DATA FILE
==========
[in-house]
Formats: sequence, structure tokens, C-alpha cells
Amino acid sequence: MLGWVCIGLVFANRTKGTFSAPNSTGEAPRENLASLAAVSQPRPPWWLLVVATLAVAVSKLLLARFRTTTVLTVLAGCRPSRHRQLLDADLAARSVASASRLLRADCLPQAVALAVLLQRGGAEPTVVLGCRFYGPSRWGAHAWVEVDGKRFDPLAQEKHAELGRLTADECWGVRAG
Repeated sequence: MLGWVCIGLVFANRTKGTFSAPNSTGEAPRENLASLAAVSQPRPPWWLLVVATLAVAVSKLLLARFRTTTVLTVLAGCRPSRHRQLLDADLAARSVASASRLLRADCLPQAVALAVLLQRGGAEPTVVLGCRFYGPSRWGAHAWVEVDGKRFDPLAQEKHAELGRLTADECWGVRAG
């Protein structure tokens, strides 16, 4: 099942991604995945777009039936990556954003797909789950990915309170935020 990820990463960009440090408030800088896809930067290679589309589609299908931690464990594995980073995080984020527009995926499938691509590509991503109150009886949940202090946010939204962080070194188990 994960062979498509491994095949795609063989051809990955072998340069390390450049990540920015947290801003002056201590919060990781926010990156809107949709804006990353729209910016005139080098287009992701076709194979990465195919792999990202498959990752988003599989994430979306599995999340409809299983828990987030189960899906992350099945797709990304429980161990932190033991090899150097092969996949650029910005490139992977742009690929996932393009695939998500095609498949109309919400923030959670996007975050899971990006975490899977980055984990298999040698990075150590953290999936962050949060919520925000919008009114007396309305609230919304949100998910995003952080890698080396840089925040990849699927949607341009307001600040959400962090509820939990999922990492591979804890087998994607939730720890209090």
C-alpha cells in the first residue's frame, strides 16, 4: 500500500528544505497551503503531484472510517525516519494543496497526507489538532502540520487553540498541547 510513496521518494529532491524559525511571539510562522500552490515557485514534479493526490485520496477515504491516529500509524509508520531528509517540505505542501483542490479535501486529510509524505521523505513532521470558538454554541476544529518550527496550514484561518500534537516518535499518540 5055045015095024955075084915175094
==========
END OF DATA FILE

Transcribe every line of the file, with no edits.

[in-house]
Formats: sequence, structure tokens, C-alpha cells
Amino acid sequence: MLGWVCIGLVFANRTKGTFSAPNSTGEAPRENLASLAAVSQPRPPWWLLVVATLAVAVSKLLLARFRTTTVLTVLAGCRPSRHRQLLDADLAARSVASASRLLRADCLPQAVALAVLLQRGGAEPTVVLGCRFYGPSRWGAHAWVEVDGKRFDPLAQEKHAELGRLTADECWGVRAG
Repeated sequence: MLGWVCIGLVFANRTKGTFSAPNSTGEAPRENLASLAAVSQPRPPWWLLVVATLAVAVSKLLLARFRTTTVLTVLAGCRPSRHRQLLDADLAARSVASASRLLRADCLPQAVALAVLLQRGGAEPTVVLGCRFYGPSRWGAHAWVEVDGKRFDPLAQEKHAELGRLTADECWGVRAG
């Protein structure tokens, strides 16, 4: 099942991604995945777009039936990556954003797909789950990915309170935020 990820990463960009440090408030800088896809930067290679589309589609299908931690464990594995980073995080984020527009995926499938691509590509991503109150009886949940202090946010939204962080070194188990 994960062979498509491994095949795609063989051809990955072998340069390390450049990540920015947290801003002056201590919060990781926010990156809107949709804006990353729209910016005139080098287009992701076709194979990465195919792999990202498959990752988003599989994430979306599995999340409809299983828990987030189960899906992350099945797709990304429980161990932190033991090899150097092969996949650029910005490139992977742009690929996932393009695939998500095609498949109309919400923030959670996007975050899971990006975490899977980055984990298999040698990075150590953290999936962050949060919520925000919008009114007396309305609230919304949100998910995003952080890698080396840089925040990849699927949607341009307001600040959400962090509820939990999922990492591979804890087998994607939730720890209090």
C-alpha cells in the first residue's frame, strides 16, 4: 500500500528544505497551503503531484472510517525516519494543496497526507489538532502540520487553540498541547 510513496521518494529532491524559525511571539510562522500552490515557485514534479493526490485520496477515504491516529500509524509508520531528509517540505505542501483542490479535501486529510509524505521523505513532521470558538454554541476544529518550527496550514484561518500534537516518535499518540 5055045015095024955075084915175094